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DIY Bunting Tutorial

This DIY project I am bringing you today cost me $0.00. You heard that right. Not only did it cost me no money, I got to use all the fabric that has been lying around my house.
The event world is ablaze with a bunting obsession. I wrote about it a couple years ago, and I have never had opportunity to use it. The entire time I kept thinking “this looks so easy and looks to take no time at all, why on earth would people need tutorials on bunting?” Right, I bet you’re thinking the same thing! Little did I know how much time and energy this stuff took! Now, granted I did make 262 feet of the stuff, which may had been the labor problem.
I know what you’re thinking: “Miri, why on earth would you need 262 feet of bunting? – this must be some big event!” Um, well – it’s for Slumdog Pesach. I explained to Matt that I was going to have a carnival theme for Slumdog Pesach. Here’s how the conversation went:
Matt: Oh wow, an Indian carnival.
Me: No, like an American carnival. Not like Brazilian Carnival, but like State Fair, Charlotte’s Web, Roger’s and Hammerstein’s carnival.
Matt: Oh, so you are going to serve American food.
Me: No, Indian food. It’s still Slumdog Pesach.
Matt: I thought you said it was carnival Pesach.
Me: No, it’s Slumdog Pesach with a carnival theme.
Matt: So Indian food is the sea in which a carnival is swimming?
Me: What?
Matt: Huh?
Me: The theme is like an American carnival, but the food is Indian keeping it Slumdog Pesach.
Matt: Yeah, what I said.
Well, I haven’t really explained why I needed so much bunting, but I’ll be completely honest here. Last year for Slumdog Pesach I made this awesome geometric pattern of lights on the ceiling. It looked cool and all but was pretty bright. Anyway, I had plans to take the lights down – never did. I’m a terrible person – like the people who leave the Christmas decorations up outside until May. Except, this is INSIDE my house, and well I got to about October and figured I would need them up for the next Slumdog Pesach and what was the use in taking them down? I envision the overwhelming presence of bunting going this way and that all across the ceiling, with the light from the ceiling filtering through. In a word: it’s gonna be   dope.

So here’s the tutorial part. Sure you can go to the store and BUY bias tape, but I was committed to making it myself with leftover muslin fabric. Oh, and I wasn’t cutting it on the bias, so I guess it’s technically not bias tape.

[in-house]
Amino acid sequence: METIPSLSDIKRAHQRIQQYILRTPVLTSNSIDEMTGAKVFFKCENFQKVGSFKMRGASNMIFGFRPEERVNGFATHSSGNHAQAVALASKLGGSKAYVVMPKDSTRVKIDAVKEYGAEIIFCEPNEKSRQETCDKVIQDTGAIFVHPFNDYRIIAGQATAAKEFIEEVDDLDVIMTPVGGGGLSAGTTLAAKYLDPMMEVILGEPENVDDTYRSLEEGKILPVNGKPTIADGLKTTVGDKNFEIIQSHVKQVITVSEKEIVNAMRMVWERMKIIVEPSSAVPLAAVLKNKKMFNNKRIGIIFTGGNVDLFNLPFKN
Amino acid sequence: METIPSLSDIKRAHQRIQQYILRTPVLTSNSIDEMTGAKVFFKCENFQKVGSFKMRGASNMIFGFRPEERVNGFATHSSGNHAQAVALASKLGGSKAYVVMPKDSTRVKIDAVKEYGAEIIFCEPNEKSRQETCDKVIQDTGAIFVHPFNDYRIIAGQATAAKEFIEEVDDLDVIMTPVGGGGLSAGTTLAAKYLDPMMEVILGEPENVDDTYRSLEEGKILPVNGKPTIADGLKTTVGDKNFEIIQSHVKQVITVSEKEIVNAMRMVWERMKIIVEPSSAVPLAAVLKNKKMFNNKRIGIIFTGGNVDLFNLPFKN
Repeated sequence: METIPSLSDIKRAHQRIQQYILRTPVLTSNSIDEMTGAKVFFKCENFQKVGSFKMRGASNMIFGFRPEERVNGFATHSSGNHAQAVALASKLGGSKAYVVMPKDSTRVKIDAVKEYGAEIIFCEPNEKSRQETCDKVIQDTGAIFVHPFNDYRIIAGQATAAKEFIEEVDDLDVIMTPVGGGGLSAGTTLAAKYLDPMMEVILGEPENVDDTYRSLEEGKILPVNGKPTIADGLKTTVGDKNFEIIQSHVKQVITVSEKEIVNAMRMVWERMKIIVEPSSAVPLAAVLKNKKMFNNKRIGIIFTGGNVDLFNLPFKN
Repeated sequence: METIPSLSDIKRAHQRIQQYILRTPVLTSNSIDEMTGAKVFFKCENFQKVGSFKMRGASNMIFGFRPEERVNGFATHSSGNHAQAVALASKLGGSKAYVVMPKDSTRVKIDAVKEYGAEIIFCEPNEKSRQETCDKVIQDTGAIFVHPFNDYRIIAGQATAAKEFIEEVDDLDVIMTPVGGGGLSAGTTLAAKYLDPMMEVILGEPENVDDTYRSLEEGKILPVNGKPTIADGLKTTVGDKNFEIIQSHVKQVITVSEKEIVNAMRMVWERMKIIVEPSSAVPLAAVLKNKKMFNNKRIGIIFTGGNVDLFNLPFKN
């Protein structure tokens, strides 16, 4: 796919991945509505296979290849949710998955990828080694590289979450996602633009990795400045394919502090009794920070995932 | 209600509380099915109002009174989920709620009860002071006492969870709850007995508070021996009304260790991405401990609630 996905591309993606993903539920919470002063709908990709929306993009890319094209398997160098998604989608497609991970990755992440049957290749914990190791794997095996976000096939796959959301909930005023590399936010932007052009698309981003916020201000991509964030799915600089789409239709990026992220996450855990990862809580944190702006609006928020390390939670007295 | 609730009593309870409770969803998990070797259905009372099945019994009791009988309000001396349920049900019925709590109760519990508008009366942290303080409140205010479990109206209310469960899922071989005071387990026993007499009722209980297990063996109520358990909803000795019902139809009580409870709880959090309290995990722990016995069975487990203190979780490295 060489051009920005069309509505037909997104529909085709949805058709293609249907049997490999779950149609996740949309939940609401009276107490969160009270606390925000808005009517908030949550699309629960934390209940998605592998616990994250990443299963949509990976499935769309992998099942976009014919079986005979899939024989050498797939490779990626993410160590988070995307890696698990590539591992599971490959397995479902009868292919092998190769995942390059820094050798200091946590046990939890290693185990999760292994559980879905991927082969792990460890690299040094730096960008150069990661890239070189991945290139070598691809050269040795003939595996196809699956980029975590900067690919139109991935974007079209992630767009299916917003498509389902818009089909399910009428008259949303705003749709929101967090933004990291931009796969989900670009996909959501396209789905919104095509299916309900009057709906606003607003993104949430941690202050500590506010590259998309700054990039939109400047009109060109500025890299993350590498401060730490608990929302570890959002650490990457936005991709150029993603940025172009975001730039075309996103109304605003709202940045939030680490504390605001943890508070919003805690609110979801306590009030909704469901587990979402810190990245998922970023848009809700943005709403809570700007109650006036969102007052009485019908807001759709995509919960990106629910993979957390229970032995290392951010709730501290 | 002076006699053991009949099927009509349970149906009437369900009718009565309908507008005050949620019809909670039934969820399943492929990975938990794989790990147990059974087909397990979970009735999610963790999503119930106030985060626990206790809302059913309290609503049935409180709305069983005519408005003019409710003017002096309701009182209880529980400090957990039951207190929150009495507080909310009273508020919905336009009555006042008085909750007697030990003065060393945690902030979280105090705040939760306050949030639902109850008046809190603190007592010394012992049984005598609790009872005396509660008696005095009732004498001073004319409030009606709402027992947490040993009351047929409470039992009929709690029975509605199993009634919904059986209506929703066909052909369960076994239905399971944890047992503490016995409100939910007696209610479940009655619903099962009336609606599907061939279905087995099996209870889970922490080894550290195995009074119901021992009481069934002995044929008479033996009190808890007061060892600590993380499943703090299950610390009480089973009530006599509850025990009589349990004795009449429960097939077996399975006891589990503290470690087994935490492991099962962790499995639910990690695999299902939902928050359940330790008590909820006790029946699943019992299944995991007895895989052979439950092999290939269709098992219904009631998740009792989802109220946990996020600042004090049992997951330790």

The first thing you do is make 1 inch strips. You can do this my just making a snip on one end and ripping apart the fabric. Simple.

Get your iron nice and hot. Fold in both edges of the muslin into the center an iron flat.

Fold the muslin half, and iron flat again.

Now you have 262 feet of bias tape. Just so you know, it takes ALL DAY to iron 262 feet of bias tape.

Take the ends of the bias tape and sew them together. Iron down the seams of where the bias tape connects. (P.S. Mom, I know I am using red thread on white muslin, but this stuff if going to hang from the ceiling and no one will see. Besides, I went through 3 spools in all to complete this project).
Choose the size you would like the flags to be. I decided to use a Wilton piping bag to be my guide. I ended up making a diamond shape, so I could cut 2 flags at once.

The picture below is to show you I made the flags approximately 3 inches wide at the top.
What you can do with the fabric for the flags is fold it several times to you can get multiple flags out of one pattern. It wasn’t long before I smartened up and made several patterns to cut all at once.

Perhaps the most important part of this whole project is laying out the pattern. I do not like similar colors to touch, so I moved everything around several times until I found something I could live with. So festive!

You are going to pin the flags on each side inside the bias tape, then sew it all together along the edge.

Look at all the bunting – so pretty!

Turns out the fact that the bias tape was not on the bias was no big deal, the bunting hangs normally, probably from the give of the muslin.

I didn’t worry about all the flags being uniform. In fact, it kind of looks cooler when they are not uniform. Geez, look at that! Don’t you want a hotdog on a stick or a deep fried pickle?

So how to we store this stuff? Call me my father’s daughter, but I figured I would get myself some cardboard and wrap it around – like twinkle lights! Or perhaps it looks like a bolt of fabric. Anyway, there you go – DIY Wednesday. See you next week for another amazing non-food related DIY project!

You can now reach me by a new URL! If you type in www.miriinthevillage.com, it will forward you direct to this blog.

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